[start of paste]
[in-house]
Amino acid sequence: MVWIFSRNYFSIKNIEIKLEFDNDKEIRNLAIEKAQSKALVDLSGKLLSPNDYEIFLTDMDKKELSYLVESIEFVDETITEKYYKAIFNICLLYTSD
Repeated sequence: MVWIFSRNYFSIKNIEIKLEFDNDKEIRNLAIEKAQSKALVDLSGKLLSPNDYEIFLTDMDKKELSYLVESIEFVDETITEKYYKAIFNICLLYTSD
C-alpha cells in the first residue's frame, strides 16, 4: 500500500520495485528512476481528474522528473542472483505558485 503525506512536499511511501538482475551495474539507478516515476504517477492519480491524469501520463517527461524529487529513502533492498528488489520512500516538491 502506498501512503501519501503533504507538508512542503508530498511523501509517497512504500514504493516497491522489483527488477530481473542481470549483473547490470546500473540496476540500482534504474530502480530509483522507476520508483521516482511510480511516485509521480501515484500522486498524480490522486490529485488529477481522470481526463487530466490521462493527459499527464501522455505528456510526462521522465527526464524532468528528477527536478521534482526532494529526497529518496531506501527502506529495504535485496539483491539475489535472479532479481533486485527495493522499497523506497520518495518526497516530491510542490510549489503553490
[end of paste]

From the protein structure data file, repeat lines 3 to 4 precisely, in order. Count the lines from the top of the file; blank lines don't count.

Repeated sequence: MVWIFSRNYFSIKNIEIKLEFDNDKEIRNLAIEKAQSKALVDLSGKLLSPNDYEIFLTDMDKKELSYLVESIEFVDETITEKYYKAIFNICLLYTSD
C-alpha cells in the first residue's frame, strides 16, 4: 500500500520495485528512476481528474522528473542472483505558485 503525506512536499511511501538482475551495474539507478516515476504517477492519480491524469501520463517527461524529487529513502533492498528488489520512500516538491 502506498501512503501519501503533504507538508512542503508530498511523501509517497512504500514504493516497491522489483527488477530481473542481470549483473547490470546500473540496476540500482534504474530502480530509483522507476520508483521516482511510480511516485509521480501515484500522486498524480490522486490529485488529477481522470481526463487530466490521462493527459499527464501522455505528456510526462521522465527526464524532468528528477527536478521534482526532494529526497529518496531506501527502506529495504535485496539483491539475489535472479532479481533486485527495493522499497523506497520518495518526497516530491510542490510549489503553490